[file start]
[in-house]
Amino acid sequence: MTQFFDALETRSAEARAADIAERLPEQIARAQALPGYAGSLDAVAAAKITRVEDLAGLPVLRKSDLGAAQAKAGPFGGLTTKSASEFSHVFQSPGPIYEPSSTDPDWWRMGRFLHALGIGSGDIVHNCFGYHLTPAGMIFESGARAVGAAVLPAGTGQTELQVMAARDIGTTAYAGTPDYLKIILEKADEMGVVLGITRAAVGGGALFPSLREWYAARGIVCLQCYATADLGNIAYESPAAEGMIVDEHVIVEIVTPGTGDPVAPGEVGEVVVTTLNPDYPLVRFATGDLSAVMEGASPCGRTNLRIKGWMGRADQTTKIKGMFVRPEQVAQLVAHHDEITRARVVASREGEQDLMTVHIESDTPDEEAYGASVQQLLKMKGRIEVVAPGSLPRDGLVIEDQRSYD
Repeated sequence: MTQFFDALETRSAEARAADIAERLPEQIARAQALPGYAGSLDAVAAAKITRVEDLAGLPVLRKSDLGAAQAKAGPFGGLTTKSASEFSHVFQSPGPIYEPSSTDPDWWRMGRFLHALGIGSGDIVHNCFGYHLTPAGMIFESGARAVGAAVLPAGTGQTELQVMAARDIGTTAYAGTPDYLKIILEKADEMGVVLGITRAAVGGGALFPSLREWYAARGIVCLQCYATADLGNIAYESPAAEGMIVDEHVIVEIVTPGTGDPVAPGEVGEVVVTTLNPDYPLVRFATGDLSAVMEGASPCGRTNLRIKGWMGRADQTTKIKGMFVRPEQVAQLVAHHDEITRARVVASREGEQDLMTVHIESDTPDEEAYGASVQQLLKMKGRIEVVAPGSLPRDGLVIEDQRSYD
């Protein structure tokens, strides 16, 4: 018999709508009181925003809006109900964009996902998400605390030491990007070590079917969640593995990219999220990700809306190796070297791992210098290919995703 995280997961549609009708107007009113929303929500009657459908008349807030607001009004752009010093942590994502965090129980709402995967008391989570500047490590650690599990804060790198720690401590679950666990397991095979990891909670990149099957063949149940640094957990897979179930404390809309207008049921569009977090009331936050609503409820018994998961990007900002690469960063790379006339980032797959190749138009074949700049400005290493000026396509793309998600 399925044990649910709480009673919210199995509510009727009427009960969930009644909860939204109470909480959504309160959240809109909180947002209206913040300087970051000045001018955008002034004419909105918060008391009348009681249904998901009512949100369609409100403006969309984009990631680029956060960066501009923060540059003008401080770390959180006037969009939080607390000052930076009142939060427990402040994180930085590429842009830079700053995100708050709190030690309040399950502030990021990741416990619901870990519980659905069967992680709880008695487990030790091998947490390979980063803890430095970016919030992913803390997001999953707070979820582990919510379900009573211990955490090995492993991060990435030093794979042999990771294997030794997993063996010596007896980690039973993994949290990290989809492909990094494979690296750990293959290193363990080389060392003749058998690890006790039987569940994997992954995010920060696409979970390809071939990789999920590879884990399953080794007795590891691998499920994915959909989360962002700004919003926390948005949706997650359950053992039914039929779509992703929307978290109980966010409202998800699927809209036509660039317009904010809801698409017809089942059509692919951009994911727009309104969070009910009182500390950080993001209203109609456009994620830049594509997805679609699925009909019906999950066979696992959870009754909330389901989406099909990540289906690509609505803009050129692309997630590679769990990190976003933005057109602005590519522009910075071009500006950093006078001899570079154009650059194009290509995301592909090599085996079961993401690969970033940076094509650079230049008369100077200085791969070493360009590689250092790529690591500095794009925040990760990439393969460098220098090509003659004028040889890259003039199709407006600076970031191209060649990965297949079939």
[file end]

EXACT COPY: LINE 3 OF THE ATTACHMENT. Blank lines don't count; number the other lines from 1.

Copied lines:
Repeated sequence: MTQFFDALETRSAEARAADIAERLPEQIARAQALPGYAGSLDAVAAAKITRVEDLAGLPVLRKSDLGAAQAKAGPFGGLTTKSASEFSHVFQSPGPIYEPSSTDPDWWRMGRFLHALGIGSGDIVHNCFGYHLTPAGMIFESGARAVGAAVLPAGTGQTELQVMAARDIGTTAYAGTPDYLKIILEKADEMGVVLGITRAAVGGGALFPSLREWYAARGIVCLQCYATADLGNIAYESPAAEGMIVDEHVIVEIVTPGTGDPVAPGEVGEVVVTTLNPDYPLVRFATGDLSAVMEGASPCGRTNLRIKGWMGRADQTTKIKGMFVRPEQVAQLVAHHDEITRARVVASREGEQDLMTVHIESDTPDEEAYGASVQQLLKMKGRIEVVAPGSLPRDGLVIEDQRSYD